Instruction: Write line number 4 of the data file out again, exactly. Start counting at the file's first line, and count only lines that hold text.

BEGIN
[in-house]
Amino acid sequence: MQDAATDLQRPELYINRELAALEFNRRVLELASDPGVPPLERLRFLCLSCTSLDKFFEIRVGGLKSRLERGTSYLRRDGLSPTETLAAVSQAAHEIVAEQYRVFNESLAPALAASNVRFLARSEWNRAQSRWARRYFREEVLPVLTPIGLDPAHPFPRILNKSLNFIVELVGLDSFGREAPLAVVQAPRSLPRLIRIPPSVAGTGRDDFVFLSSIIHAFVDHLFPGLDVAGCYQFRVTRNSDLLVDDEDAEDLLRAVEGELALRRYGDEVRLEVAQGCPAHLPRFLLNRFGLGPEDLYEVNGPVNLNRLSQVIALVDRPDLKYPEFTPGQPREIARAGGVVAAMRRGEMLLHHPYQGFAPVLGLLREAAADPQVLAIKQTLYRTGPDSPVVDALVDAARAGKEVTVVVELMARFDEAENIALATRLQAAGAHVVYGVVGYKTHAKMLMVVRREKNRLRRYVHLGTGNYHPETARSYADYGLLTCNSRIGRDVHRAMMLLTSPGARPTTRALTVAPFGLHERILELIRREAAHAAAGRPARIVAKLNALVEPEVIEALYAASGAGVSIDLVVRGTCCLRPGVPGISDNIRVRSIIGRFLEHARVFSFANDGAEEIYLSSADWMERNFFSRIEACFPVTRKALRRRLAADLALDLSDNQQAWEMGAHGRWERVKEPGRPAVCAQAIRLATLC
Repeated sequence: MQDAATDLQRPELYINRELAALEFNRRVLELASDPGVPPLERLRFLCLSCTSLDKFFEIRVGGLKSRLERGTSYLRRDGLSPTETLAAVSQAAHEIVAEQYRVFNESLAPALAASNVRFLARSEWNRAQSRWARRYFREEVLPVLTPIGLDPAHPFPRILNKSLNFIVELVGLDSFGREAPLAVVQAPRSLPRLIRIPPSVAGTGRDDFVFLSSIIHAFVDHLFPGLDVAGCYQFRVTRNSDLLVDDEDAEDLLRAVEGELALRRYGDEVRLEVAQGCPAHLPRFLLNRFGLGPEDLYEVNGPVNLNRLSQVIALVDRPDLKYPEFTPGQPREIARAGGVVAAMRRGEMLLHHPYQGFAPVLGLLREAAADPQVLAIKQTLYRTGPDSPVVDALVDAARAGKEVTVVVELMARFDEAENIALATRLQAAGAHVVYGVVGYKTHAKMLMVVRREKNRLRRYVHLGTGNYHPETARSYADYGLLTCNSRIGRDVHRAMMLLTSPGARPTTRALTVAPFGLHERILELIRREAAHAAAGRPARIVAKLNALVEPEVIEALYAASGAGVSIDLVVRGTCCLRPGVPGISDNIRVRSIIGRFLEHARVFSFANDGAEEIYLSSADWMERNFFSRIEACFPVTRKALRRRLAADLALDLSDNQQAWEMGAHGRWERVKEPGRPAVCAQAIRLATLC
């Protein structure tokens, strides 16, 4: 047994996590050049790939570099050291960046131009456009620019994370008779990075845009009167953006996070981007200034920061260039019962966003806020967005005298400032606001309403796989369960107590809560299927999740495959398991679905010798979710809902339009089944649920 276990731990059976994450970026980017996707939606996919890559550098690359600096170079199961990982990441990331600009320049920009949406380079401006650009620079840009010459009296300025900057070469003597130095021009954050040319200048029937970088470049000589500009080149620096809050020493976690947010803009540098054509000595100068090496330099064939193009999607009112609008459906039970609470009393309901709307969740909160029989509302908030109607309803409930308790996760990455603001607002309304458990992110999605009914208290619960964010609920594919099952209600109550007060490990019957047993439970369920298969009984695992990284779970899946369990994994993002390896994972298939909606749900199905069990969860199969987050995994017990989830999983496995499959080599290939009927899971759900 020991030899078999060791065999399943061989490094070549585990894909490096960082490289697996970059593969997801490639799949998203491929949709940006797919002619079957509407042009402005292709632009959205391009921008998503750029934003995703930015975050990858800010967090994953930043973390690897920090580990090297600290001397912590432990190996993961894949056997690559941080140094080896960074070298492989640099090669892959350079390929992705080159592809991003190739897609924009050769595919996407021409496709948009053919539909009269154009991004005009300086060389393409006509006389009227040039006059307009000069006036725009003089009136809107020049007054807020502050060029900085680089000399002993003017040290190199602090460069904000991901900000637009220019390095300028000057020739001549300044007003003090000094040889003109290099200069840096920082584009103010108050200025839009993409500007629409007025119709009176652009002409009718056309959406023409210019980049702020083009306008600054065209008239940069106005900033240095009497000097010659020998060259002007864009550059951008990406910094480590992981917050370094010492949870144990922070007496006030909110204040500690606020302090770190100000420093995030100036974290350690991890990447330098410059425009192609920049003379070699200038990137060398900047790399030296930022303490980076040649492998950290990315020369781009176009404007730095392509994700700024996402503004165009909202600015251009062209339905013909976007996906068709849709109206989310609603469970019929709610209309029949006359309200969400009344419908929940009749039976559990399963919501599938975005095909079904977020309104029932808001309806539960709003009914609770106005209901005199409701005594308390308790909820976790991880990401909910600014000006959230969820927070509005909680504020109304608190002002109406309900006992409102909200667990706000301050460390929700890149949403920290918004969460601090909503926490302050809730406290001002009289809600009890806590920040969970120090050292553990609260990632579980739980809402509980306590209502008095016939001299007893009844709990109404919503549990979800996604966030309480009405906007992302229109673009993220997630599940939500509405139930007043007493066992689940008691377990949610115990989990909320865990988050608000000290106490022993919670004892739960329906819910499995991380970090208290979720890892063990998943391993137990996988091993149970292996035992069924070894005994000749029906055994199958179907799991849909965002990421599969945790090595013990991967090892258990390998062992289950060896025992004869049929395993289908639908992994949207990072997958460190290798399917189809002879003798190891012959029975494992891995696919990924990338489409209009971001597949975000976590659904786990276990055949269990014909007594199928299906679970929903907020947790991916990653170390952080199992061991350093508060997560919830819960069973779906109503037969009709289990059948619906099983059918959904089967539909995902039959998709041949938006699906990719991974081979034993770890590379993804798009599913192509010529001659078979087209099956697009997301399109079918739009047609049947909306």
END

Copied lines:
């Protein structure tokens, strides 16, 4: 047994996590050049790939570099050291960046131009456009620019994370008779990075845009009167953006996070981007200034920061260039019962966003806020967005005298400032606001309403796989369960107590809560299927999740495959398991679905010798979710809902339009089944649920 276990731990059976994450970026980017996707939606996919890559550098690359600096170079199961990982990441990331600009320049920009949406380079401006650009620079840009010459009296300025900057070469003597130095021009954050040319200048029937970088470049000589500009080149620096809050020493976690947010803009540098054509000595100068090496330099064939193009999607009112609008459906039970609470009393309901709307969740909160029989509302908030109607309803409930308790996760990455603001607002309304458990992110999605009914208290619960964010609920594919099952209600109550007060490990019957047993439970369920298969009984695992990284779970899946369990994994993002390896994972298939909606749900199905069990969860199969987050995994017990989830999983496995499959080599290939009927899971759900 020991030899078999060791065999399943061989490094070549585990894909490096960082490289697996970059593969997801490639799949998203491929949709940006797919002619079957509407042009402005292709632009959205391009921008998503750029934003995703930015975050990858800010967090994953930043973390690897920090580990090297600290001397912590432990190996993961894949056997690559941080140094080896960074070298492989640099090669892959350079390929992705080159592809991003190739897609924009050769595919996407021409496709948009053919539909009269154009991004005009300086060389393409006509006389009227040039006059307009000069006036725009003089009136809107020049007054807020502050060029900085680089000399002993003017040290190199602090460069904000991901900000637009220019390095300028000057020739001549300044007003003090000094040889003109290099200069840096920082584009103010108050200025839009993409500007629409007025119709009176652009002409009718056309959406023409210019980049702020083009306008600054065209008239940069106005900033240095009497000097010659020998060259002007864009550059951008990406910094480590992981917050370094010492949870144990922070007496006030909110204040500690606020302090770190100000420093995030100036974290350690991890990447330098410059425009192609920049003379070699200038990137060398900047790399030296930022303490980076040649492998950290990315020369781009176009404007730095392509994700700024996402503004165009909202600015251009062209339905013909976007996906068709849709109206989310609603469970019929709610209309029949006359309200969400009344419908929940009749039976559990399963919501599938975005095909079904977020309104029932808001309806539960709003009914609770106005209901005199409701005594308390308790909820976790991880990401909910600014000006959230969820927070509005909680504020109304608190002002109406309900006992409102909200667990706000301050460390929700890149949403920290918004969460601090909503926490302050809730406290001002009289809600009890806590920040969970120090050292553990609260990632579980739980809402509980306590209502008095016939001299007893009844709990109404919503549990979800996604966030309480009405906007992302229109673009993220997630599940939500509405139930007043007493066992689940008691377990949610115990989990909320865990988050608000000290106490022993919670004892739960329906819910499995991380970090208290979720890892063990998943391993137990996988091993149970292996035992069924070894005994000749029906055994199958179907799991849909965002990421599969945790090595013990991967090892258990390998062992289950060896025992004869049929395993289908639908992994949207990072997958460190290798399917189809002879003798190891012959029975494992891995696919990924990338489409209009971001597949975000976590659904786990276990055949269990014909007594199928299906679970929903907020947790991916990653170390952080199992061991350093508060997560919830819960069973779906109503037969009709289990059948619906099983059918959904089967539909995902039959998709041949938006699906990719991974081979034993770890590379993804798009599913192509010529001659078979087209099956697009997301399109079918739009047609049947909306």